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Archive for August 29th, 2013
The huge Sierra Nevada wildfire and its smoke plume have caused some tourists to opt out of plans for the last big travel weekend of the summer.
Bruce Murray co-founded the Planetary Society with long-time friends and colleagues, Carl Sagan and Louis Friedman in 1979.
The 15-month-long campaign of television and radio commercials is aimed at California's uninsured residents.
The 5 freeway will be reduced to three lanes this weekend. Police agencies are planning to up their patrol this weekend to counter drunken driving.
Britain was a key piece of the international coalition President Obama was counting on, if he chose to launch a strike on Syria.
The Justice Department said Thursday that states can let people use the drug, license people to grow it and even allow adults to stroll into stores and buy it.
Democratic leaders in the state Senate and Assembly have been sparred over numerous pieces of important legislation.
Fast food and restaurant work used to be seen as an entry point for the young. Today, the average such employee is 29, and nearly a quarter are parents.
An Edison spokeswoman said power has been restored for some customers after an outage at 8:20 a.m, but it was still unclear what caused it.
Authorities have arrested nearly three dozen people in a crackdown on a Southern California street gang believed involved in a string of home invasion robberies.
Fire commanders said they would maintain use of a Predator drone to give them early views of any new flare-ups across the remote and rugged landscape.
A federal appeals court has upheld a first-of-its-kind law in California prohibiting health practitioners from offering psychotherapy aimed at making gay youth straight.
More than 4,500 retired players had been part of the lawsuits. They claimed the league hadn't properly protected them over the years. In the settlement, the NFL does not admit any liability.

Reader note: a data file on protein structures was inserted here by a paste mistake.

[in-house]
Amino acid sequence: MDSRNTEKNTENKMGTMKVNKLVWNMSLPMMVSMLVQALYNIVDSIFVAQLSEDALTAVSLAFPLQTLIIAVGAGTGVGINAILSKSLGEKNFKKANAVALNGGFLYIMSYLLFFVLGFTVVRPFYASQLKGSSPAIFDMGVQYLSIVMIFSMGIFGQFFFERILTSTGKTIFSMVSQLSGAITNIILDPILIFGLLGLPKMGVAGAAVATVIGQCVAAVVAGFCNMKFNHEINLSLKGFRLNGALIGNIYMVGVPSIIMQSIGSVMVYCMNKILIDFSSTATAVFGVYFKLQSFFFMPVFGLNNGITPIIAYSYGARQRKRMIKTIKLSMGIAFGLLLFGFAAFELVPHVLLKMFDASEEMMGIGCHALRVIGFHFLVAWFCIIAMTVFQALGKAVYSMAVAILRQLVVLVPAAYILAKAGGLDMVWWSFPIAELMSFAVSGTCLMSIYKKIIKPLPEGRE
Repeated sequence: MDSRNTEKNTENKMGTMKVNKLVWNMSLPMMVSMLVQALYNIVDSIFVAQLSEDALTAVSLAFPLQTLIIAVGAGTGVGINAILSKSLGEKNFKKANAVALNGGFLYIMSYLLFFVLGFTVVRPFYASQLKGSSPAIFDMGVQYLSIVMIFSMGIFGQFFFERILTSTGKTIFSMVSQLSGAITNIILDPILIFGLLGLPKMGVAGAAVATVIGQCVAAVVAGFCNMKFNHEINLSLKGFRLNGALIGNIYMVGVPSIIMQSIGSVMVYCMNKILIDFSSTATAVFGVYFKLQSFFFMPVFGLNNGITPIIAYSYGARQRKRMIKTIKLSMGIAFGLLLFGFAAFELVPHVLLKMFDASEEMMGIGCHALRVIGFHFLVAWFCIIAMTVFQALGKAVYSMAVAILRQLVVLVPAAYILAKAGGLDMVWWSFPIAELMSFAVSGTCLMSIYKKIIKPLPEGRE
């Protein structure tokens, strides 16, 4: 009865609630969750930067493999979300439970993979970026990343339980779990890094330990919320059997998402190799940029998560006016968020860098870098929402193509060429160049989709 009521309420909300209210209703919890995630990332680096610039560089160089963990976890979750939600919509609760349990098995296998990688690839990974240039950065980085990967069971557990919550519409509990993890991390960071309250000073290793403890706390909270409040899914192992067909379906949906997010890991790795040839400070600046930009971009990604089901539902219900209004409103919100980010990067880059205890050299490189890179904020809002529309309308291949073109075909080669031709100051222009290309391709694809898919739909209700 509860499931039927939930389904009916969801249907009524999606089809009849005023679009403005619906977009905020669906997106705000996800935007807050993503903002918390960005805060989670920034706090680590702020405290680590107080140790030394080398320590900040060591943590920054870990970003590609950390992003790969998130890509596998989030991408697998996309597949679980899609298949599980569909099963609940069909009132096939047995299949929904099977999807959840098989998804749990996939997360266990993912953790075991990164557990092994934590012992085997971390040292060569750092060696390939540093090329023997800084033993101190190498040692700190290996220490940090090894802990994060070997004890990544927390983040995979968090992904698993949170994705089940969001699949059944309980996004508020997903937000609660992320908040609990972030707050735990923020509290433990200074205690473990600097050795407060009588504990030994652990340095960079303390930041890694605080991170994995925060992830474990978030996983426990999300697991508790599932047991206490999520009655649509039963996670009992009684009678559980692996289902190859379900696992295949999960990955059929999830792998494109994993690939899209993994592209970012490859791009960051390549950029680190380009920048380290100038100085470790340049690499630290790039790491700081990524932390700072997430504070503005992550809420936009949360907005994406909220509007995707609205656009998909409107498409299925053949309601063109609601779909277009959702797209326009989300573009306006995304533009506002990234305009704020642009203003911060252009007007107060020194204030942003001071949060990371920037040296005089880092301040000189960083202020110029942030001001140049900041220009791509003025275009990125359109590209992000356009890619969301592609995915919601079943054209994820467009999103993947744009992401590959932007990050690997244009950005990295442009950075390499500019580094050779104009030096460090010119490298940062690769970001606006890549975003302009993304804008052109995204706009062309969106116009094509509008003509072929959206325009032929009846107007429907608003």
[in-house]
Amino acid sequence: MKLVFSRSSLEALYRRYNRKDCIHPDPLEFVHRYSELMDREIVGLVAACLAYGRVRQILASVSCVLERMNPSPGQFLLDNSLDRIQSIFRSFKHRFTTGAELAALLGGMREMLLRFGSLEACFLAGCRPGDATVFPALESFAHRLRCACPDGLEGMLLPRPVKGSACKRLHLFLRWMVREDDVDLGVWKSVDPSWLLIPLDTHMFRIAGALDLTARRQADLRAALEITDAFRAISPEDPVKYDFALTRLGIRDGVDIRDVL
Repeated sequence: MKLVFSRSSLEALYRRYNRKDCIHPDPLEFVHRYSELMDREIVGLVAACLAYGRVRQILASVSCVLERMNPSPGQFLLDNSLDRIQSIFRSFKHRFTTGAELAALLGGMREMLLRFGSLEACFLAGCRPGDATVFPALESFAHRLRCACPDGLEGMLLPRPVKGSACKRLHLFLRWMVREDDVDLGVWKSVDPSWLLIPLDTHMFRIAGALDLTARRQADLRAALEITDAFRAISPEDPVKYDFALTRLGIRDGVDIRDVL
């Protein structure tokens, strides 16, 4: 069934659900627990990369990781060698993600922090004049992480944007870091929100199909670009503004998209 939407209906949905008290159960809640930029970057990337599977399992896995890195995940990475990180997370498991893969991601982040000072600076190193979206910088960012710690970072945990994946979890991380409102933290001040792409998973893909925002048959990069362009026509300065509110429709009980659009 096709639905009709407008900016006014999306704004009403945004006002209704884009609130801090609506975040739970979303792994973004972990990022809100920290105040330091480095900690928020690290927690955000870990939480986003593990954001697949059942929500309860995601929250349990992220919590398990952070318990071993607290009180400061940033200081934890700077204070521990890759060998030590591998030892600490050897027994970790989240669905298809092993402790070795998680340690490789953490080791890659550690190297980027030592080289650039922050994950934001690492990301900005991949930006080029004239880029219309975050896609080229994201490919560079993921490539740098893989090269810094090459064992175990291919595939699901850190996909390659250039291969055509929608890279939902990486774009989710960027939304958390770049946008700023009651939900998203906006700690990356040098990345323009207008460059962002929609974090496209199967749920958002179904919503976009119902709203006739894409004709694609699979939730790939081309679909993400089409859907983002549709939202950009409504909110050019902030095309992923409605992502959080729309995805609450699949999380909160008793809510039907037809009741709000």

Echoing previous comments by the Obama administration, British intelligence officials have now also said there's no other logical conclusion. Read their report.
Thursday marks the 25th birthday of the satirical paper, founded by two Wisconsin college students "intended mainly to ... sell pizza coupons."
Fast-food protests are under way in cities including Los Angeles and New York, with organizers planning for the biggest walkouts yet in a push for higher wages.
California used to attract millions of newcomers, but now more people are moving away — and with them goes a more progressive strain of politics.
Search our database to see how schools in Los Angeles, Orange, Riverside, San Bernardino and Ventura counties performed according to state API numbers.
Scores out Thursday show only about half of L.A. Unified charter schools meet the state's performance goal. Some have struggled for years, but remain open.
Labor historians say even though the total number of protesters is relatively small, it could be the start of a significant moment for the estimated 181,000 fast-food workers in L.A.
California schools are doing slightly worse than last year, but the L.A. Unified School District gained three points on the latest Academic Performance Index report.
In immigration news: Reform prospects for fall, a 'Plan B' that targets deportations, noncitizen poll workers (and possibly jurors), moreMulti-American | | August 29 2013, 10:43 AM
As one White House official cites mid-autumn as a target for movement on immigration reform, some advocates plan to push for executive action to stop deportations if an overhaul fails. This and more.
KPCC DIGEST A.M. (Aug. 29) — Fast food fight, Playa power, California exodus, fanfare for the 'Area Man'The Latest | | August 29 2013, 8:45 AM
Catch up quick with our express news digest.
Today is Thursday, Aug. 29 and headlines include the trial of Robert Rizzo, San Bernardino's bankruptcy, and a rejection of the governor's prison plan.
Families throughout Southern California’s Egyptian American community have been receiving disturbing news as violence in Egypt continues.